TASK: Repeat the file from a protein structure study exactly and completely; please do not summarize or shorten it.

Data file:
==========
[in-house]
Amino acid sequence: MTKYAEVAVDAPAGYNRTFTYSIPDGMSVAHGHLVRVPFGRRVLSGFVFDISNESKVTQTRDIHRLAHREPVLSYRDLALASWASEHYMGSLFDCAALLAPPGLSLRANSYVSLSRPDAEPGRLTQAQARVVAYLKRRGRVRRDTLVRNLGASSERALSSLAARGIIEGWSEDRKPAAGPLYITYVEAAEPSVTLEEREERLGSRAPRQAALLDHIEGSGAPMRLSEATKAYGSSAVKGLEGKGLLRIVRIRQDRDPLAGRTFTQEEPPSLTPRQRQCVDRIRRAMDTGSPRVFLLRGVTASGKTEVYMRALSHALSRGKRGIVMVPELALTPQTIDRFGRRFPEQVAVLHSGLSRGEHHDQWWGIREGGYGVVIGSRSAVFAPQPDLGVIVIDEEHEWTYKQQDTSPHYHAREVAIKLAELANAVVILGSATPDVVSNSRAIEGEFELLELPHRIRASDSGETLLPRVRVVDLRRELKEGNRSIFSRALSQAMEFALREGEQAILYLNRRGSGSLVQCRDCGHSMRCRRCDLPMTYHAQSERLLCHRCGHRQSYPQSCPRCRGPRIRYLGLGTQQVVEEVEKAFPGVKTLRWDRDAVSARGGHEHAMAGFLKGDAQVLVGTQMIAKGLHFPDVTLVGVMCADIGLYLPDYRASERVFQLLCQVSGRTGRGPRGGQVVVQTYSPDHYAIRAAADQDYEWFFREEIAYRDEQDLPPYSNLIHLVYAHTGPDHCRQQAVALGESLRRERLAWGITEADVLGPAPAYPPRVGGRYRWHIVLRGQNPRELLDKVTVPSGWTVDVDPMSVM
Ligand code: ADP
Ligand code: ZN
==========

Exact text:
[in-house]
Amino acid sequence: MTKYAEVAVDAPAGYNRTFTYSIPDGMSVAHGHLVRVPFGRRVLSGFVFDISNESKVTQTRDIHRLAHREPVLSYRDLALASWASEHYMGSLFDCAALLAPPGLSLRANSYVSLSRPDAEPGRLTQAQARVVAYLKRRGRVRRDTLVRNLGASSERALSSLAARGIIEGWSEDRKPAAGPLYITYVEAAEPSVTLEEREERLGSRAPRQAALLDHIEGSGAPMRLSEATKAYGSSAVKGLEGKGLLRIVRIRQDRDPLAGRTFTQEEPPSLTPRQRQCVDRIRRAMDTGSPRVFLLRGVTASGKTEVYMRALSHALSRGKRGIVMVPELALTPQTIDRFGRRFPEQVAVLHSGLSRGEHHDQWWGIREGGYGVVIGSRSAVFAPQPDLGVIVIDEEHEWTYKQQDTSPHYHAREVAIKLAELANAVVILGSATPDVVSNSRAIEGEFELLELPHRIRASDSGETLLPRVRVVDLRRELKEGNRSIFSRALSQAMEFALREGEQAILYLNRRGSGSLVQCRDCGHSMRCRRCDLPMTYHAQSERLLCHRCGHRQSYPQSCPRCRGPRIRYLGLGTQQVVEEVEKAFPGVKTLRWDRDAVSARGGHEHAMAGFLKGDAQVLVGTQMIAKGLHFPDVTLVGVMCADIGLYLPDYRASERVFQLLCQVSGRTGRGPRGGQVVVQTYSPDHYAIRAAADQDYEWFFREEIAYRDEQDLPPYSNLIHLVYAHTGPDHCRQQAVALGESLRRERLAWGITEADVLGPAPAYPPRVGGRYRWHIVLRGQNPRELLDKVTVPSGWTVDVDPMSVM
Ligand code: ADP
Ligand code: ZN